More than one third of clinical trials conducted by pharmaceutical companies are now being outsourced, a new report has found.
The shift is also accelerating in cost terms. The portion of global research and development expenditure outsourced to contract drug developers reached US$36.6 billion in 2011, up by 6.6% from US$31.8 billion in 2009, notes the report by Kalorama Information.
In the same vein, the share of drug development expenses dedicated to in-house core activities declined from 74% to 62% over the last year.
“In past editions of our outsourcing market studies, we found that outsourcing moved from ‘should’ to ‘must’ for manufacturers,” Kalorama Information comments. “This trend has only continued in the past two years.”
The report on Outsourcing in Drug Development: The Contract Research (Clinical Trial) Market also identifies post-approval or Phase IIIb/IV studies as a fast-emerging “hot opportunity” for contract research organisations.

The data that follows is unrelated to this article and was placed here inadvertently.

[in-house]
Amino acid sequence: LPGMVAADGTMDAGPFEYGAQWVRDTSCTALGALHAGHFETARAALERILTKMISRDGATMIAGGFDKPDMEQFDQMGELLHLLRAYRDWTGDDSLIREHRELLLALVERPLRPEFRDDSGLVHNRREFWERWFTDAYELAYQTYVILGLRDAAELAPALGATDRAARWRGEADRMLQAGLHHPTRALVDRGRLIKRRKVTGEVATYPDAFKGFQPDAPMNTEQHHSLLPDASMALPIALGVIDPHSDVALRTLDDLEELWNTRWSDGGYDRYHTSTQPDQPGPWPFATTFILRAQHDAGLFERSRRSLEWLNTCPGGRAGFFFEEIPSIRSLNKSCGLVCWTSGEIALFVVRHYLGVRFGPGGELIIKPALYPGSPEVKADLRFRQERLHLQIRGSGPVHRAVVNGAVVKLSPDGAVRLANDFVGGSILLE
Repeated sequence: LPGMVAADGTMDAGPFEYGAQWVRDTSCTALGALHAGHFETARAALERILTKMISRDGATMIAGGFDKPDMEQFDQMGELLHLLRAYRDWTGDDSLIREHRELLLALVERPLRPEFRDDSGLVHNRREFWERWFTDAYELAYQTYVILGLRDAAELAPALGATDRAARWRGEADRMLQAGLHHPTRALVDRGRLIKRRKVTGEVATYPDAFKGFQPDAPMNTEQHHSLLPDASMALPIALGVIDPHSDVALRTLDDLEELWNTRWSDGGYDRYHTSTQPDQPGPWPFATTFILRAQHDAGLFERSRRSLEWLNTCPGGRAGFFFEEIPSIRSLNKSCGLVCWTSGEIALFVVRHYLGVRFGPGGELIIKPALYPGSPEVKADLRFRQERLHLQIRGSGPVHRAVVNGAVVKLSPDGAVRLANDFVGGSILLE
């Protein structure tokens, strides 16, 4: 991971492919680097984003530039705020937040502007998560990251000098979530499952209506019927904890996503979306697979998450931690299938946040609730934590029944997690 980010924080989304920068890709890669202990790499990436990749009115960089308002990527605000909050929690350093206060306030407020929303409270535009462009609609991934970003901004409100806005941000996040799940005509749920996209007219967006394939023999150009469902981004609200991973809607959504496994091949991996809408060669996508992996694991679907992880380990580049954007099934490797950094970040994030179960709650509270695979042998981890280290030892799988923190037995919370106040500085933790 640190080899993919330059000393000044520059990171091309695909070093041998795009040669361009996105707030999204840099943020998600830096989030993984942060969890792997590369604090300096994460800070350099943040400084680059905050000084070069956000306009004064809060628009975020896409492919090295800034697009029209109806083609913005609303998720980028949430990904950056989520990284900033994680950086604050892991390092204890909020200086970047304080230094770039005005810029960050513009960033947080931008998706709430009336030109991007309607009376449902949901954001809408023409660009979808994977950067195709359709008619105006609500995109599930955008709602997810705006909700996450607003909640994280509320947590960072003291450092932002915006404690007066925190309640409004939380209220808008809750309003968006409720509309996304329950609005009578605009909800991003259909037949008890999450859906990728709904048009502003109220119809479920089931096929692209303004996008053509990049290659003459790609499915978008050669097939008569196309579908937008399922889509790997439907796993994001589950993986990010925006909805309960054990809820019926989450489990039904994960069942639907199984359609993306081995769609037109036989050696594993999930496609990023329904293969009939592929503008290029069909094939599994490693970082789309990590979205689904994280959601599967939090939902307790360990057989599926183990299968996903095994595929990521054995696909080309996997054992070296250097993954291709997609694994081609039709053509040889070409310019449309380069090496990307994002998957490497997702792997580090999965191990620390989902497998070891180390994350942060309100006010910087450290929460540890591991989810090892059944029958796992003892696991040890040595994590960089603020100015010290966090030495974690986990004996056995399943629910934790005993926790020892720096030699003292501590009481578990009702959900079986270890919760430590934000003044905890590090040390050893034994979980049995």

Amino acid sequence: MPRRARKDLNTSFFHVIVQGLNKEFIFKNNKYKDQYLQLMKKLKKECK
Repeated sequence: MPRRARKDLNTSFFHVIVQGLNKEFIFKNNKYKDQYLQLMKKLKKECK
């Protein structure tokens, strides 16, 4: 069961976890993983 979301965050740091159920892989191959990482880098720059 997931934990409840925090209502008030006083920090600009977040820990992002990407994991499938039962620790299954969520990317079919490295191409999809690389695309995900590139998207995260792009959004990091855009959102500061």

While the key objectives of post-approval trials are to satisfy regulatory commitments and extend knowledge about a product’s efficacy, safety and effectiveness in actual-use settings, they have also evolved into “a powerful tool for companies to distribute their drug more broadly and for longer periods”, Kalorama Information says.
Historically, Phase II-III trials were the first wave of clinical research operations to be outsourced, the market researchers point out.
However, growth in R&D spending on Phase I trials began to outpace Phases II-III in 2003, and Phase I remained the fastest-growing segment of drug development until around 2006. Today, growth in Phase I trials and Phases II-III is about equal, Kalorama Information adds.
Publisher Bruce Carlson puts the continuing trend towards R&D outsourcing down to the increasing complexity of regulatory requirements for drug development over the last 20 years, “requiring pharmaceutical companies to generate great quantities of more complex data to gain regulatory approval”.
Many pharmaceutical and biotechnology companies “bring only a limited number of compounds to market and have relatively little experience dealing with the regulatory environment”, Carlson adds.
“So they are outsourcing to companies that can take a drug through the regulatory process, and most importantly, reduce the time required to bring a drug to market.”